O'Malley's plan to shift teachers' pensions angers Howard County leaders

Howard County elected officials this week denounced Gov.Martin O'Malley's proposal to shift more of the responsibility for teachers' retirement costs to local jurisdictions.

"This is really a crippling blow to our local budget," said County Executive Ken Ulman, a Democrat, noting that the proposal would cost Howard County $16 million. "We're sending a message to the County Council and all our department heads that this throws all our budget planning up in the air."

He called the proposal "the worst deal that could have been proposed."

O'Malley's fiscal year 2013 budget proposal, which must be approved by the General Assembly, aims to reduce the state's projected $1.1 billion deficit by $656 million. One of the largest and "most controversial" reductions O'Malley is proposing is shifting $239 million in teachers' retirement costs to the counties.

"Our proposal would require local jurisdictions to pay 50 percent of the combined cost of (teachers') social security, which the counties are already (fully) covering, and other teachers' retirement costs, which the state is currently paying," he said. Currently, counties pay one-third of the total retirement costs.

O'Malley explained the rationalization for shifting teachers' retirement costs at a budget presentation for reporters Wednesday, Jan. 18.

"I have become convinced that some better sharing of that responsibility is in order, primarily because the counties are much more closer to the negotiation table than the state is," he said.

But Ulman rejected that argument.

"It's just not true; we're not at the negotiation table," he said. Ulman explained that the Board of Education negotiates contracts with the teachers' union and "they send me a bill."

Howard County Education Association President Paul Lemle said O'Malley's proposal, if approved, probably would result in teachers' contracts that do not include cost-of-living or salary adjustments, as well as other unintended consequences.

"You don't recruit and retain good educators by cutting their pay and benefits," he said.

So far, O'Malley's proposal is proving to be a tough pill to swallow for state lawmakers, too.

"I'm going to have to be really convinced," said Del. Guy Guzzone, a Columbia Democrat who sits on the House Appropriations Committee, which is responsible for vetting O'Malley's budget plan before sending it to the House floor.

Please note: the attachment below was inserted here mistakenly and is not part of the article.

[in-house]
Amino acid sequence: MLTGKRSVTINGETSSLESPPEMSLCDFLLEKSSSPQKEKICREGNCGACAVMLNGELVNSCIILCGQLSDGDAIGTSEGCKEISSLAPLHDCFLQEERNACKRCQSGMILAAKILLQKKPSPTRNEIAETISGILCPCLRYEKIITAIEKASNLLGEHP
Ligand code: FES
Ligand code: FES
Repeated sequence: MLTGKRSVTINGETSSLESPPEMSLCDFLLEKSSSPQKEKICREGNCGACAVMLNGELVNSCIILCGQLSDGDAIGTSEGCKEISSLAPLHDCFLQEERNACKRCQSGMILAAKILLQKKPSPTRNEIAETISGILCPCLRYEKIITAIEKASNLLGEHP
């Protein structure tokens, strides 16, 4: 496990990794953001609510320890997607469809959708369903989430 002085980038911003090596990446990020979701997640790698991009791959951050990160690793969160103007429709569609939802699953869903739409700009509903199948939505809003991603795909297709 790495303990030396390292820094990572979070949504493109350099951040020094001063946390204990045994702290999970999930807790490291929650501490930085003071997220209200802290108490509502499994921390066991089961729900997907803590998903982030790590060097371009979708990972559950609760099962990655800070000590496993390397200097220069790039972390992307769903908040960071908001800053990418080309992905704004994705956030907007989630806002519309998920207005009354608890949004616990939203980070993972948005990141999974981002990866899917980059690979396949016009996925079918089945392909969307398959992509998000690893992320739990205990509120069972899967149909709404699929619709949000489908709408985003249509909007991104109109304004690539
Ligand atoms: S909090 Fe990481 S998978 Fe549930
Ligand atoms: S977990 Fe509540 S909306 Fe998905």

Del. Gail Bates, a West Friendship Republican who also sits on the Appropriations Committee, recalled that when teachers' social security costs where shifted to local jurisdictions years ago it was "devastating for the counties."

She said O'Malley's proposal could have the same effect.

What will likely be one of the deciding factors for some legislators is whether the counties can count the pension costs toward "maintenance of effort," the state-mandated requirement that school systems must budget as much per-pupil funding as they did the previous year.

"Unless you make it part of maintenance of effort, you're going to start cutting other services and you're going to force the locals to raise taxes," Bates said.

O'Malley said maintenance of effort is "one of the big variables that we still have to work out." He noted concerns about counties taking money out of the school system budgets because then "we're not protecting the priority of education."

Ulman, however, doesn't see it that way. More than half of the county budget goes toward meeting the maintenance of effort requirement and if the teacher pension costs cannot be included in that, he said, "it gives me very little leeway."

One of the problems is education spending varies widely across the state. Howard County, Ulman said, has consistently been number one in "local effort" — the portion of funding the county is contributing to the school system compared to the portion of funding coming from the state.

Ulman said Howard County asks its residents to pay the maximum piggy-back rate on income tax to help pay for quality of life services like education.

"Other counties have clearly not asked their citizens to chip in," he said.

"Some counties provide minimal funding for whatever reason," Guzzone agreed."It's not fair for those differences not to be taken into account."

Asked if raising taxes or fees is something the county is looking at as a way absorb the cost, Ulman said: "We have very few options, but I think we have to keep everything on the table through this discussion."

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